Mountain Workshops for Tacoma Youth

You may be familiar with our Mountain Workshop youth programs in Seattle, but did you know we also run them in Tacoma? We work with partner organizations to help provide youth with climbing and outdoor experiences they may not otherwise have access to.
Sarah Holt Sarah Holt
Tacoma Program Manager
December 19, 2017
Mountain Workshops for Tacoma Youth
by Sarah Holt, Tacoma Program Manager

Mountain Workshops, The Mountaineers’ youth outreach program, has become well established in our Seattle location over the past five years. But these programs have just recently begun in Tacoma. By partnering with other youth-serving agencies, our goal is to reach youth that may not otherwise have the opportunity for rich outdoor experiences.

Our Tacoma program began with two pilot groups – a Girl Scout troop of 1st and 2nd graders, and a group of alternative high school students served through YETI – the Youth Experiential Training Institute, based out of Burien. 

The YETI group had some backpacking experience, but wanted to learn technical climbing skills. It seemed like a perfect partnership. They signed on for four afternoon sessions – two days at the Mountaineers Tacoma Program Center, learning climbing and belaying skills, and two days climbing outdoors and learning to rappel at Exit 38.

Serving At-Risk Youth

“These are kids who have slipped through the cracks of the traditional school system,” one of YETI’s volunteers told me.  At times, I marveled that these kids had struggled in school. They seemed so supportive of each other, so eager to learn, so full of life. “For one reason or another, it just wasn’t working for them. But this –  hands-on, outdoors, learning new skills – it really clicks for them. It really builds them up.” 

The teens took to climbing quickly. Every member pushed themselves to top out every route, and by the end of their first session, they were challenging each other to make the routes more difficult. 

“Try climbing only the cracks! No holds allowed!” One boy challenged another.

The rewards of climbing are intrinsic. It’s challenging - mentally and physically - and gives a sense of accomplishment. But the kids were equally excited to learn to belay. Belaying, while fairly simple, is a serious endeavor. It means placing another’s life and safety in your hands. The students fully embraced the importance of performing this skill with the utmost care and safety. It was truly impressive to see the trust they placed in one another, and their enthusiasm for taking on this responsibility.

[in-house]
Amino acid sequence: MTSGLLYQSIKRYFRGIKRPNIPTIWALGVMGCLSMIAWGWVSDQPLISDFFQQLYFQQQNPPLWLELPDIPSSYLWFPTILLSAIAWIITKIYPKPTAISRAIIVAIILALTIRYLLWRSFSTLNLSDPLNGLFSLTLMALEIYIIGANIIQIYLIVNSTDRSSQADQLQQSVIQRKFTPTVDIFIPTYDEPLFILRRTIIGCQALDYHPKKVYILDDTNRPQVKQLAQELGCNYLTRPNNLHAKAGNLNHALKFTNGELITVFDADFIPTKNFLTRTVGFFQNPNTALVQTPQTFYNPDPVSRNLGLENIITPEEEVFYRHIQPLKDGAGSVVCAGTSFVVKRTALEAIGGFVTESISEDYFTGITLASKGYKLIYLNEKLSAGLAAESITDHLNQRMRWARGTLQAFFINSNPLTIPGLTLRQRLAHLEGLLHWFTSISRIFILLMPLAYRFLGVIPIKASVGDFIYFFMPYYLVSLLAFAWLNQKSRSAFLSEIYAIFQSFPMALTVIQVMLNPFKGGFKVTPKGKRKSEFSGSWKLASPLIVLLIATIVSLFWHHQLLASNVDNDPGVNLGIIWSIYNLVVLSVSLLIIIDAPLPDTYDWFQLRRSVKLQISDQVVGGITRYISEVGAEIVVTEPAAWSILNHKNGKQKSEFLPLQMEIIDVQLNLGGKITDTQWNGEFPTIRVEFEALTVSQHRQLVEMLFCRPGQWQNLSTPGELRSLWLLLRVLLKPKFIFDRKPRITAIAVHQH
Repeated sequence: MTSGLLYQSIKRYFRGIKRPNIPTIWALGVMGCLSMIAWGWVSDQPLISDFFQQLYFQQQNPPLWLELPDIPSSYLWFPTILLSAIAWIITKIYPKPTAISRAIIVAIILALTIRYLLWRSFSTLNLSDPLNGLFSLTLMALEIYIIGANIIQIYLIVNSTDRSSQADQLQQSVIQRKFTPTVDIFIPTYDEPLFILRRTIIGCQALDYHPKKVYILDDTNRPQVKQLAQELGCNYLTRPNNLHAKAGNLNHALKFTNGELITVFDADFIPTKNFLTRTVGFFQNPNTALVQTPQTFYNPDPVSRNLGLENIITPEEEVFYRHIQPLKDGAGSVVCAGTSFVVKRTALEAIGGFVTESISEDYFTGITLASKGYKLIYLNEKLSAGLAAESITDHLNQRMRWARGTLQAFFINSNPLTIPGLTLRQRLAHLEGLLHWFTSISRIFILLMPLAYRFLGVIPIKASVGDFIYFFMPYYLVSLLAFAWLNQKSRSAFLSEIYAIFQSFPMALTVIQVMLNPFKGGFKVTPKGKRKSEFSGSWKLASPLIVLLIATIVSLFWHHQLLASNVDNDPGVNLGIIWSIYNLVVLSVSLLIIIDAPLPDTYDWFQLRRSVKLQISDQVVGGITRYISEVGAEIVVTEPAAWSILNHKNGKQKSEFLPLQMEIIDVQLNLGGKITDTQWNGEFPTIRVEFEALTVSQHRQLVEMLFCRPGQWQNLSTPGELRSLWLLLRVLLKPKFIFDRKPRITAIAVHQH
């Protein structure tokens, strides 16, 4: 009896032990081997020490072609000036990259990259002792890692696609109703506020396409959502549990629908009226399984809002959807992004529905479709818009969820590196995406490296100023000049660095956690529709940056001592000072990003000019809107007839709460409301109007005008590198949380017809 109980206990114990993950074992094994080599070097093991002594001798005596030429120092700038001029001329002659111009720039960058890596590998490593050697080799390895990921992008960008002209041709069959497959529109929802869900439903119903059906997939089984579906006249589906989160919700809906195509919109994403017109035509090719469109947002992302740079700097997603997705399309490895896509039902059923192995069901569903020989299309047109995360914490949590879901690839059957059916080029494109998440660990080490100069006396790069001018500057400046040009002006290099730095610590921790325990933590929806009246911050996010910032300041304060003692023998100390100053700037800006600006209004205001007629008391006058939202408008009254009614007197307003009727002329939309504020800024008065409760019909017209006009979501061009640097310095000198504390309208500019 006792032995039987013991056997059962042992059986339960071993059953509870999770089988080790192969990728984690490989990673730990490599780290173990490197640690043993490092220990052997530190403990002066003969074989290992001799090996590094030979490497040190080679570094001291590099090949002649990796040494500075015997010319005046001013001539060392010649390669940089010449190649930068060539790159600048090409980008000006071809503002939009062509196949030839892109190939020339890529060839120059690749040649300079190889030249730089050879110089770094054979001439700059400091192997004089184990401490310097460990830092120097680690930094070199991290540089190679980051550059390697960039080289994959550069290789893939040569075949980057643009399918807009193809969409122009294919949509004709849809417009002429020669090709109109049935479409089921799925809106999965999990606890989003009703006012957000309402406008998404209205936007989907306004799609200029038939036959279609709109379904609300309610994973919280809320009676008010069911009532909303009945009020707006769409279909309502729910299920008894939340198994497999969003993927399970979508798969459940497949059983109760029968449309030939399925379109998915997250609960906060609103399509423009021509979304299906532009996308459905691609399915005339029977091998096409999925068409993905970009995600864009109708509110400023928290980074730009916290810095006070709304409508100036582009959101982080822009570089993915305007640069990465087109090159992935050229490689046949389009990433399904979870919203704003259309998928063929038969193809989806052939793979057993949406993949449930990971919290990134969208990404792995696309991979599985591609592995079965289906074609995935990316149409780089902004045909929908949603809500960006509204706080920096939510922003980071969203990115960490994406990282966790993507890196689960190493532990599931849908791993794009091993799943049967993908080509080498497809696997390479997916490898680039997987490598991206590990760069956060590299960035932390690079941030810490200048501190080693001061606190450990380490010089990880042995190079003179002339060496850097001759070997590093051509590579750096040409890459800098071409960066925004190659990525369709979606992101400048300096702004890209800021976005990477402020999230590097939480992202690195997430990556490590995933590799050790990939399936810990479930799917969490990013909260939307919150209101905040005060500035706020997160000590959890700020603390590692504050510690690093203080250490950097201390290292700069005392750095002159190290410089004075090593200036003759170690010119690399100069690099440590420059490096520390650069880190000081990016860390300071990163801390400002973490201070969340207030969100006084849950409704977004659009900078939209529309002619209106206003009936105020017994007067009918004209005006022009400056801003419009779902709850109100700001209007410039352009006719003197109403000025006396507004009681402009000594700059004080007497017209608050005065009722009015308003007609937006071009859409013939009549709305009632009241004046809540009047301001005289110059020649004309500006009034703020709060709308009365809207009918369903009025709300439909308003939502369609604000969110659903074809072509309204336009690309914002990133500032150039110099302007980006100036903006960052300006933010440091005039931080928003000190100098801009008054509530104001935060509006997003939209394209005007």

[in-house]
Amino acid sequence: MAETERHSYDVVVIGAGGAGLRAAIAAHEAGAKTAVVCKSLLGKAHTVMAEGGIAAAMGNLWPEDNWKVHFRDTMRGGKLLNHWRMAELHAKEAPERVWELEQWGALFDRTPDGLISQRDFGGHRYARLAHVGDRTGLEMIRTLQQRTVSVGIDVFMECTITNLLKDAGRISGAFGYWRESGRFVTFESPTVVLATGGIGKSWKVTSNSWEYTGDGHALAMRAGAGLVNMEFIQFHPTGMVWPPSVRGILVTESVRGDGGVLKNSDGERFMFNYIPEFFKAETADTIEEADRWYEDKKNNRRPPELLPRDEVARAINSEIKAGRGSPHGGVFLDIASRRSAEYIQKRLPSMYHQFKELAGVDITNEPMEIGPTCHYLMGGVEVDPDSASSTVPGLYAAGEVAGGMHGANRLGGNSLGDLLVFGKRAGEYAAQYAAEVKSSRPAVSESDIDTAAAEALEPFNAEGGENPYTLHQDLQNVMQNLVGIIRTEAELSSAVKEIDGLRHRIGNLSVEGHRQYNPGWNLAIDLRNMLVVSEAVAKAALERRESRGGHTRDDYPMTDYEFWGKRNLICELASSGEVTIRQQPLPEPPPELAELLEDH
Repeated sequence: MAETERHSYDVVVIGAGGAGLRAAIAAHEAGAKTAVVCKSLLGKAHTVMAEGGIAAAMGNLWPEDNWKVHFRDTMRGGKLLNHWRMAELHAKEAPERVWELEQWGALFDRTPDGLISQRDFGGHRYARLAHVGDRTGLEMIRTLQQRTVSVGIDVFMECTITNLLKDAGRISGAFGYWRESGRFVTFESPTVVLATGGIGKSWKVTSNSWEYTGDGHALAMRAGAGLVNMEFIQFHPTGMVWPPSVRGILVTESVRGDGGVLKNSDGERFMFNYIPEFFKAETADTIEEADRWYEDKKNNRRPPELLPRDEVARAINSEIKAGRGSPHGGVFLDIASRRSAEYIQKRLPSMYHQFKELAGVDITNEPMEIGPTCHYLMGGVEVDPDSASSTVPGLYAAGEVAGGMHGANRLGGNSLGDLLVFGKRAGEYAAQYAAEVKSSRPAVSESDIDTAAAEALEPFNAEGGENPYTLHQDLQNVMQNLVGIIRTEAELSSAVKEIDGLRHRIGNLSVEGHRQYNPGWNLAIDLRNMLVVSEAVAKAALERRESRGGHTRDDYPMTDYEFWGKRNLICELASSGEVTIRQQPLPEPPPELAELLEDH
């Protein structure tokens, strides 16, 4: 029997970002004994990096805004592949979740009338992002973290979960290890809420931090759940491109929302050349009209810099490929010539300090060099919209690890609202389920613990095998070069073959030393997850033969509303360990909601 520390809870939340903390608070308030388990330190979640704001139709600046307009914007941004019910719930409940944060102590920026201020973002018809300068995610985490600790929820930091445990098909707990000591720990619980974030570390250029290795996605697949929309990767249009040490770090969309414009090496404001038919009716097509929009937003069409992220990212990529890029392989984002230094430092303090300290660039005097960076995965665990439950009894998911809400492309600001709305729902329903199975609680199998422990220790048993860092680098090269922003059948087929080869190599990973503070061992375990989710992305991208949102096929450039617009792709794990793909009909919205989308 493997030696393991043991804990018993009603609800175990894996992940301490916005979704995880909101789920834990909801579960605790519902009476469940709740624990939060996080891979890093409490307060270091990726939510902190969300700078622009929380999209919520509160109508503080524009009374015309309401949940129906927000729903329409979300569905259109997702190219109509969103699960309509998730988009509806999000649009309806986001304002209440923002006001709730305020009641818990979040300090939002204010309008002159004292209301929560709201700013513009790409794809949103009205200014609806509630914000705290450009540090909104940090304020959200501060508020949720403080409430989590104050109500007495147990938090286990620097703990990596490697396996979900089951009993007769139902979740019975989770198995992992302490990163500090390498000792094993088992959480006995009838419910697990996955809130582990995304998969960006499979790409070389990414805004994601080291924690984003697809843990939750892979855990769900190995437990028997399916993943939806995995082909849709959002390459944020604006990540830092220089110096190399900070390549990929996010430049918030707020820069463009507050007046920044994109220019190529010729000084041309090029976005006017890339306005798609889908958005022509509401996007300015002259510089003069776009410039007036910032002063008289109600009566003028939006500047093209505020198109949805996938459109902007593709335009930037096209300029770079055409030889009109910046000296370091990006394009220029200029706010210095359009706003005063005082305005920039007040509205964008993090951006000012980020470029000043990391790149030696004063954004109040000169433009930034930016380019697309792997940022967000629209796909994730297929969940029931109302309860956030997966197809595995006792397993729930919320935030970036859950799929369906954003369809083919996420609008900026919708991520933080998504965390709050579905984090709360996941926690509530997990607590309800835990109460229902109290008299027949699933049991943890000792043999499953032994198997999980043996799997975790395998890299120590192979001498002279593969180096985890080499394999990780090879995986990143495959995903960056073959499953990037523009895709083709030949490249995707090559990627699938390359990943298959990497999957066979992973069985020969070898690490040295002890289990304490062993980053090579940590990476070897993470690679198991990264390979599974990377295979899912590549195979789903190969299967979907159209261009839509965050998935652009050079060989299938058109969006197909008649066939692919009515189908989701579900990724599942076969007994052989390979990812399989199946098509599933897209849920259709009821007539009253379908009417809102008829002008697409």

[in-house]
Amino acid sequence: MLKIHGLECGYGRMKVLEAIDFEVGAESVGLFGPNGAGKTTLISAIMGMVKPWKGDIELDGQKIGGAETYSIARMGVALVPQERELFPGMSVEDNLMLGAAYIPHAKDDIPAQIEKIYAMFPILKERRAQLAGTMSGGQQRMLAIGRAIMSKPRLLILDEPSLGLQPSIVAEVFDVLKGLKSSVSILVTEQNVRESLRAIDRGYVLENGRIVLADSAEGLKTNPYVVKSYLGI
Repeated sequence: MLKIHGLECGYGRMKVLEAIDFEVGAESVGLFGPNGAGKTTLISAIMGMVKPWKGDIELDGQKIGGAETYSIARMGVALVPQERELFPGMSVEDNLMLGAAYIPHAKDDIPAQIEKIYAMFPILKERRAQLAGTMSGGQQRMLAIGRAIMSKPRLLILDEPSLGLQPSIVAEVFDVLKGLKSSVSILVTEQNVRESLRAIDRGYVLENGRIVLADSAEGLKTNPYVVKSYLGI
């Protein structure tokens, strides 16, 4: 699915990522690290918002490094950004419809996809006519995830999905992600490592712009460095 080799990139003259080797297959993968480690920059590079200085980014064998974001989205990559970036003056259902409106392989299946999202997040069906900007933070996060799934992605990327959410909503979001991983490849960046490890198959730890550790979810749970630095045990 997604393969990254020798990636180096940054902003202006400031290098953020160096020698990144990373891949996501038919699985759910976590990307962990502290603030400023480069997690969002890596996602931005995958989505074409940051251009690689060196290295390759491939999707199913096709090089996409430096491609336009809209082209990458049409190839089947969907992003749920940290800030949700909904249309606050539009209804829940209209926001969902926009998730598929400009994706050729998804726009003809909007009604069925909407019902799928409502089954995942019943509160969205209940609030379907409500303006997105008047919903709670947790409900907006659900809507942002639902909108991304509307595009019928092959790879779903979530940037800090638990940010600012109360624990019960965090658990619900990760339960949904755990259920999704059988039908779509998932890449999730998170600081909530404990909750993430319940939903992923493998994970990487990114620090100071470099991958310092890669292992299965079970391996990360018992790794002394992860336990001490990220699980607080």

For a youth who may feel like a misfit, or left behind by society, few things are more powerful than the message: “I trust you. I trust you with my safety and my life. On belay? Climbing!”


Getting Youth Outdoors

While building technical skills is great, our primary mission is to get kids outdoors, making a connection with nature. After the kids had been trained in climbing and belaying, it was time to go out into the mountains and experience what real rock feels like. Our first foray into outdoor climbing seemed destined for failure – just as I pulled into Exit 38, it began raining hard. YETI’s van barely made it - the engine smoking as it overheated on the way up the pass. We decided it wouldn’t be a great day for climbing –  but perhaps we could salvage the trip with a rappelling lesson. I was worried the day would be a bust, that their first outdoor climbing experience would be miserable.

I didn’t need to worry – I forgot that nature doesn’t need anyone to sell it. The teens stopped to snap photos of the small creek that runs down past the crag. They were blown away by the steep rock cliffs. They stopped in awe at the top of the crag, taking in the views before they began their rappels. They couldn’t wait to come back next week and actually get to climb.

This article originally appeared in our Summer 2016 issue of Mountaineer magazine. To view the original article in magazine form and read more stories from our publication, click here.


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